I'm close to paying off my 2010 Dodge Grand Caravan. My last bill is due in September and then that baby is mine, all mine. Mark the date in your calendars. It's a big one. That's because a day or two later you're likely to see me and my automobile stalled by the side of the road. In life, you can count on two things: death and the fact that your car will self-destruct within seconds of you making the last payment.
It's the automotive equivalent of the 1970s sci-fi movie Logan's Run starring Michael York (or, as millennials call him, "that guy from Austin Powers"). In its dystopian future, what's left of mankind dwells in a hedonistic mall. At birth, each person has a "life-clock" crystal implanted in his or her hand. When they turn 30, the crystal changes colour and they undergo "Carrousel," a disco light show in which they are vaporized by a laser.
Cars are like that. They all roll off the assembly line with the automotive equivalent of a life-clock. When you make the last payment, the life-clock goes into red alert, telling all the various parts of your automobile that it's time to break down. For Cinderella, it was the stroke of midnight that turned her carriage back into a pumpkin. For car owners, it's the last payment.
In my case, there have been warnings. The Grand Caravan is known for having brake issues. The 2010 version is particularly troublesome. On the website carcomplaints.com, the 2010 Grand Caravan has 187 complaints. Of these, 73 are for brakes and, of those, 63 are for brakes wearing out prematurely. The Dodge Grand Caravan chews up brakes the way minor league pitchers chew tobacco: at an alarming rate and without concern for the effect the chewing may have on its future well-being.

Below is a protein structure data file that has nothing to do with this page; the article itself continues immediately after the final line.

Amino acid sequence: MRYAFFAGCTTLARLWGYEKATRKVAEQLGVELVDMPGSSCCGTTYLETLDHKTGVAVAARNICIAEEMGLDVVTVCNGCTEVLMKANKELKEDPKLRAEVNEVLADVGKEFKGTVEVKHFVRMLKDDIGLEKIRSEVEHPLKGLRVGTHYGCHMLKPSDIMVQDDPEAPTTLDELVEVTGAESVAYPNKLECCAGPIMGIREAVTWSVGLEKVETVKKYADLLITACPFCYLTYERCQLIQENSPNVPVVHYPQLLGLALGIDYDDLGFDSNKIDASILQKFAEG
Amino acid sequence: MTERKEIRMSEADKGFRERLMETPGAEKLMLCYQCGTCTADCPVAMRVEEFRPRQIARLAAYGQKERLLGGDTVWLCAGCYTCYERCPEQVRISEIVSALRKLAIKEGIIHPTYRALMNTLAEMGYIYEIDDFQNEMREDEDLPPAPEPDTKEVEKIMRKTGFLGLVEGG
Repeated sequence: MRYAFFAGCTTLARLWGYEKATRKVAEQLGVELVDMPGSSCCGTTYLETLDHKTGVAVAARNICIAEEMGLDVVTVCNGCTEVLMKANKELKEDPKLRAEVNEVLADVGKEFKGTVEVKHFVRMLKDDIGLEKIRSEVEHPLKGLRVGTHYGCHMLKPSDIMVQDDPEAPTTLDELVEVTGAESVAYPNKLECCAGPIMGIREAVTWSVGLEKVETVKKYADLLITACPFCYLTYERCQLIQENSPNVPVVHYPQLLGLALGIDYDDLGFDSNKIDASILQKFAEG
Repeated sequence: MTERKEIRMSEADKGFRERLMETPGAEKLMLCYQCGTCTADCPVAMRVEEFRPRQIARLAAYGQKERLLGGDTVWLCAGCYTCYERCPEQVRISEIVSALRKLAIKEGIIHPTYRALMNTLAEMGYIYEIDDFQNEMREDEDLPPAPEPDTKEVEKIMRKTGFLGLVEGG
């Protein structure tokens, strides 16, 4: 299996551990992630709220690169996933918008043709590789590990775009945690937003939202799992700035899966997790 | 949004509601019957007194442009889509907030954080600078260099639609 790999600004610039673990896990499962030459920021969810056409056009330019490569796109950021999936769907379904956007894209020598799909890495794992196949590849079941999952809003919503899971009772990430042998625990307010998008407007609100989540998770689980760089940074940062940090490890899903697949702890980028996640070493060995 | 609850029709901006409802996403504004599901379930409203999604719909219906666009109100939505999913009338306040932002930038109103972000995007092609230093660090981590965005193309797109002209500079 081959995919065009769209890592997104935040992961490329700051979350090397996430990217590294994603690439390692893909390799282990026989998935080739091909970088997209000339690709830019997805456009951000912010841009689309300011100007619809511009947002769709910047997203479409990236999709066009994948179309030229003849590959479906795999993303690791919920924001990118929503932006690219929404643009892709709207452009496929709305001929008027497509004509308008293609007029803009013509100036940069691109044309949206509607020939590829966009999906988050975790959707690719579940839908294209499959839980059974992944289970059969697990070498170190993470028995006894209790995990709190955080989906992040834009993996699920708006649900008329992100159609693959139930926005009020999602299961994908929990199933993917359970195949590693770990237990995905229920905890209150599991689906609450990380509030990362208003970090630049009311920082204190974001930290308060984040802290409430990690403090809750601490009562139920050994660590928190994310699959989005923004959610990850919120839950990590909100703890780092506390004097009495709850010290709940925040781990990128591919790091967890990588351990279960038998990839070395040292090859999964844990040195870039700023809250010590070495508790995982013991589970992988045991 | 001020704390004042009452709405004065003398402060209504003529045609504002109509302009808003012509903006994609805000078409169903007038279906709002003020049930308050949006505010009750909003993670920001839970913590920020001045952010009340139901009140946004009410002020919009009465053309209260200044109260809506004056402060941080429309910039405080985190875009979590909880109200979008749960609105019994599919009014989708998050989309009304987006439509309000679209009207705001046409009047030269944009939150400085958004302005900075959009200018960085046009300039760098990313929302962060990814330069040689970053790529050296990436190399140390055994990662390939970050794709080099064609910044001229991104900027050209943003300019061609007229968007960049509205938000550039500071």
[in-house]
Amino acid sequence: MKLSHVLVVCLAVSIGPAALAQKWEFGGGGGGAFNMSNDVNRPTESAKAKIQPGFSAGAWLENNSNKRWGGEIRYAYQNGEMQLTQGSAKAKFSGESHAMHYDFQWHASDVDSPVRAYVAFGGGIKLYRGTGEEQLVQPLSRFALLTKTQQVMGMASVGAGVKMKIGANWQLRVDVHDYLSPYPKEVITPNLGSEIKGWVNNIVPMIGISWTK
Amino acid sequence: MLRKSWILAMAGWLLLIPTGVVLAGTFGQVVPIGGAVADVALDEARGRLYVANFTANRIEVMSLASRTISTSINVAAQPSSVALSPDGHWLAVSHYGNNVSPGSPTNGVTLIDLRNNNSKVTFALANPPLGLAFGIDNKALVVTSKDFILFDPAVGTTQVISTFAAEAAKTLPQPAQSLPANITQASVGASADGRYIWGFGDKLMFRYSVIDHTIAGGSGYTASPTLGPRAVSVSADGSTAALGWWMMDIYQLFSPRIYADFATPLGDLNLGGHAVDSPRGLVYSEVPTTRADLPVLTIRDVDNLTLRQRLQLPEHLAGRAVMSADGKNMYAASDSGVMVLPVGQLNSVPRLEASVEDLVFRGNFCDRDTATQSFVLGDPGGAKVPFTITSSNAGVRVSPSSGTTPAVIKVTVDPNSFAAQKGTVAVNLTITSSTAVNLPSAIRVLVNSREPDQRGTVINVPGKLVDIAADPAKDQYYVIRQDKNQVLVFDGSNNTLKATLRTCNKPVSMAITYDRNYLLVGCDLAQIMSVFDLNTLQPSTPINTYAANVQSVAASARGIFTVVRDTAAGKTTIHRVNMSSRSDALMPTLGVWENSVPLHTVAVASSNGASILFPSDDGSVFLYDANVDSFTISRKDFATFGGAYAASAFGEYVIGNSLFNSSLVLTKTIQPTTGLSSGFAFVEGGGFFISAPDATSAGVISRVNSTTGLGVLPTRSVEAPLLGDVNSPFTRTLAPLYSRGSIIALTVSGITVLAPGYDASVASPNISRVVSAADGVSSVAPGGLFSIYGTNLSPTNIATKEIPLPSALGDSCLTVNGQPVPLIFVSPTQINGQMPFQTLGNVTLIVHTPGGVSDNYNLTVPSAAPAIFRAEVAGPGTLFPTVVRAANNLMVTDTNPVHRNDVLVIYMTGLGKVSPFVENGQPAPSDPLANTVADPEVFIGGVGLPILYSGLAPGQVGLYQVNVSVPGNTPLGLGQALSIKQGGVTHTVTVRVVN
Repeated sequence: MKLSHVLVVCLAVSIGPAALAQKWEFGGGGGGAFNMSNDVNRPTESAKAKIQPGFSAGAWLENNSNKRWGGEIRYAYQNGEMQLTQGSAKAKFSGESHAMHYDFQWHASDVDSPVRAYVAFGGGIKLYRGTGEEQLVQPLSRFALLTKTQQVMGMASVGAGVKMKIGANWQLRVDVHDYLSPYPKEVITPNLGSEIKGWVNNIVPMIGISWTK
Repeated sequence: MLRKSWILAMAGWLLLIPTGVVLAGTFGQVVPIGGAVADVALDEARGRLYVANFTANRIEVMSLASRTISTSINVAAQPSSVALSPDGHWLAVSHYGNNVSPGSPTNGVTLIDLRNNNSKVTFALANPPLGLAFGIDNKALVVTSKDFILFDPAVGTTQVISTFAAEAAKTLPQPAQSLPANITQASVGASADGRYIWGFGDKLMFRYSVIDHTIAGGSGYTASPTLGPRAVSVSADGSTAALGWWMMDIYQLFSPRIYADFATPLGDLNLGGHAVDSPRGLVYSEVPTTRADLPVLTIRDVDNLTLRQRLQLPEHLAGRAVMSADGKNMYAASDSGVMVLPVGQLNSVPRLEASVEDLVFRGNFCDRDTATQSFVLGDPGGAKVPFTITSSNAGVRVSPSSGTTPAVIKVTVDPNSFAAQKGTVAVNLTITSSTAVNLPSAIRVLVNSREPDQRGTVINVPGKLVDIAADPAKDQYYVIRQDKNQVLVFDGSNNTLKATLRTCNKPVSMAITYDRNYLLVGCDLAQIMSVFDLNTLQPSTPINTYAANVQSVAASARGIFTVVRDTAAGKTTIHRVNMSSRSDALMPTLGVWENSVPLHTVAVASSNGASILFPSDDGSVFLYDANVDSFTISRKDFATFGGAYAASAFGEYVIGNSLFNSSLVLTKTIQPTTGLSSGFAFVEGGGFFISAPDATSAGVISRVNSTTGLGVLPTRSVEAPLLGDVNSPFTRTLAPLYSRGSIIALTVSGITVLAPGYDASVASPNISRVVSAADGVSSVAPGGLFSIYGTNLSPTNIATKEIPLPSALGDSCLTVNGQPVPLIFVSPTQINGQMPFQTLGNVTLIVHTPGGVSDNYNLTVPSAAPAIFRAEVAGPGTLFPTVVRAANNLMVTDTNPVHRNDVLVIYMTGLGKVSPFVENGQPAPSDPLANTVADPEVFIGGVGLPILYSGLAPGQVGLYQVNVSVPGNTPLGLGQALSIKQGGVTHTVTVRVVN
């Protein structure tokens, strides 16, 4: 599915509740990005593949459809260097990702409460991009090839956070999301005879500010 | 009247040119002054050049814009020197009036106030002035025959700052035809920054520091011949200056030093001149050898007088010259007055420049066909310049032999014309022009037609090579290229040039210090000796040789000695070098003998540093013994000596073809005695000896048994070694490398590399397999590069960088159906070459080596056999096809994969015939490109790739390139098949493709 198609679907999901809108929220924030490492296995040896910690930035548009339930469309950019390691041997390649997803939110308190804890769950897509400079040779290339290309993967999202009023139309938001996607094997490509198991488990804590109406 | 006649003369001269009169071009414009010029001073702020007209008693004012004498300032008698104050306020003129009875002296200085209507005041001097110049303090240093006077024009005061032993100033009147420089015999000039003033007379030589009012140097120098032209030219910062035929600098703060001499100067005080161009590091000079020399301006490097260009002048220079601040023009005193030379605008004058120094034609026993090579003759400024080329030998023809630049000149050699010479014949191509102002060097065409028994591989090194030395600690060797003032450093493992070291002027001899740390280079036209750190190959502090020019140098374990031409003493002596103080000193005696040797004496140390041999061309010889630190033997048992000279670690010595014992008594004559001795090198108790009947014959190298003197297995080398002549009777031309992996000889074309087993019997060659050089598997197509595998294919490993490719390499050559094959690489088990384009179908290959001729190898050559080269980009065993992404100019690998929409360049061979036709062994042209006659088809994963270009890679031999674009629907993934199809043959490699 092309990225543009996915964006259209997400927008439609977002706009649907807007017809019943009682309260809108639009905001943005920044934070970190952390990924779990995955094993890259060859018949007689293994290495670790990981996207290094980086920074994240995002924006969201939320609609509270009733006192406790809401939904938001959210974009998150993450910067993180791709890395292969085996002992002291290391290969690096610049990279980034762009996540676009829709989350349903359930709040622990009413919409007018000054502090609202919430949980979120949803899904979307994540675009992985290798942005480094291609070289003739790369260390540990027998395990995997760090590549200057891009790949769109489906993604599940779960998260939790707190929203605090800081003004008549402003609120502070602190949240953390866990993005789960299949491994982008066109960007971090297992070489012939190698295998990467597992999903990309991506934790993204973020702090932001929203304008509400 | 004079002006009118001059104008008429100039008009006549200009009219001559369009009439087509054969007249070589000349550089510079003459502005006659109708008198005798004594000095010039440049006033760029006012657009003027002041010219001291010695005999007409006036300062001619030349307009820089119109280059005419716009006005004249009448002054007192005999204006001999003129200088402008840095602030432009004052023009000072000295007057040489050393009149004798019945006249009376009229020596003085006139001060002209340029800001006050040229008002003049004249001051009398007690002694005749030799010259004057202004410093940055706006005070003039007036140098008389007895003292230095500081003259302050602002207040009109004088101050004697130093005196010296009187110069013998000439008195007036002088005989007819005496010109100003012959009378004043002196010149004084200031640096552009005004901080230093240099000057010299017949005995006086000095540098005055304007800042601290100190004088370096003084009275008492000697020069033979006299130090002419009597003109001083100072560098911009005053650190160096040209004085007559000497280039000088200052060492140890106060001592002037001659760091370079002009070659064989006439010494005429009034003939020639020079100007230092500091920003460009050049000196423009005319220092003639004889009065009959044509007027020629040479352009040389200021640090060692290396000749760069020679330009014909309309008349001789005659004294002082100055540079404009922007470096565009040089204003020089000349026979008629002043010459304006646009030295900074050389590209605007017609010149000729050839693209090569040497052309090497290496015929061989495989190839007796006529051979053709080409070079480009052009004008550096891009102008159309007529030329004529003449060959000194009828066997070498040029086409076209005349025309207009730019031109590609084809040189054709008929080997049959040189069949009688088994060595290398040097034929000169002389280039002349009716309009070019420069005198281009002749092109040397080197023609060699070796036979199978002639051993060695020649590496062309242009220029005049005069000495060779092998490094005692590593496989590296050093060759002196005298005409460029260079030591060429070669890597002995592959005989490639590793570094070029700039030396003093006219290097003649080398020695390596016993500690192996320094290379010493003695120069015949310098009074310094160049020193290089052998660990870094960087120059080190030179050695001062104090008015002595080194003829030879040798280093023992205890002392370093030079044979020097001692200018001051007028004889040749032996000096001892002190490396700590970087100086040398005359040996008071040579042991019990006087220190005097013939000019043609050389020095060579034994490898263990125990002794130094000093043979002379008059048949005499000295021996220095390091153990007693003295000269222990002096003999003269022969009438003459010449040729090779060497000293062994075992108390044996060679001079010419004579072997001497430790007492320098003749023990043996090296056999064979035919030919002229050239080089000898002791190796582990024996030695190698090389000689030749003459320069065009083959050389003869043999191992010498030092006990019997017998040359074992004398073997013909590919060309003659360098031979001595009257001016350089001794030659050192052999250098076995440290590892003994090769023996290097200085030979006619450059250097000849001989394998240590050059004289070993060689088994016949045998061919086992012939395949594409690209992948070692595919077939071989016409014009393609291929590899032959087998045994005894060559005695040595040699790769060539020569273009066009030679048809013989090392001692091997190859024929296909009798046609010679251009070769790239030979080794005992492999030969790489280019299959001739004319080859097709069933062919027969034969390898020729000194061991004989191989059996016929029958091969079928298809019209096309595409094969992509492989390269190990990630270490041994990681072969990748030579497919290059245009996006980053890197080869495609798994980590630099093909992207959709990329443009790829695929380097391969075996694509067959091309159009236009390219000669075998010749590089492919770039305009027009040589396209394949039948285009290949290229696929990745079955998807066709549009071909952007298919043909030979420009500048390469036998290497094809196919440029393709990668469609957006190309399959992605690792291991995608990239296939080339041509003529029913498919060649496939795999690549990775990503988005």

My Grand Caravan has just more than 100,000 kilometres on it. We've had to replace the brake system twice – the first time after only 15,000 kilometres. Most recently, on the way back from a long trip, the front began to make a disconcerting whirring noise and we detected a burning. Hearing one of those noises is disconcerting. Optimists think, "At least the car is still running." Pessimists think, "This car will self-destruct in five seconds." I'm in the middle. I think, "this car will break down a kilometre from home."
Luckily, we made it back safely. The next day, I brought the Caravan in and got the news. Front and back brakes needed replacing, as did all the rotors, as well as the front and back calipers. Total cost: $1,656.65 (they threw in the caliper labour for free).
Of course, I know better than to seek sympathy. Here's a breakdown of the reactions I anticipate:
- “That’s what you get for driving a car.”
- “That’s what you get for driving a Chrysler.”
- “That’s what you get for driving a minivan.”
- “That’s what you get and I hope you get it again and again and again.”
Point taken. Yet surely we can agree that there's something a little coincidental about cars that collapse as they near their last payment. Then again, there is a solution: buy a new car. Fiats are cute. Another minivan would be nice or perhaps a Mini Cooper Countryman? Maybe cash in the kids' RESPs to buy a Porsche? There's nothing like a new car. That new car smell, that new car feel and, of course, those new car payments.
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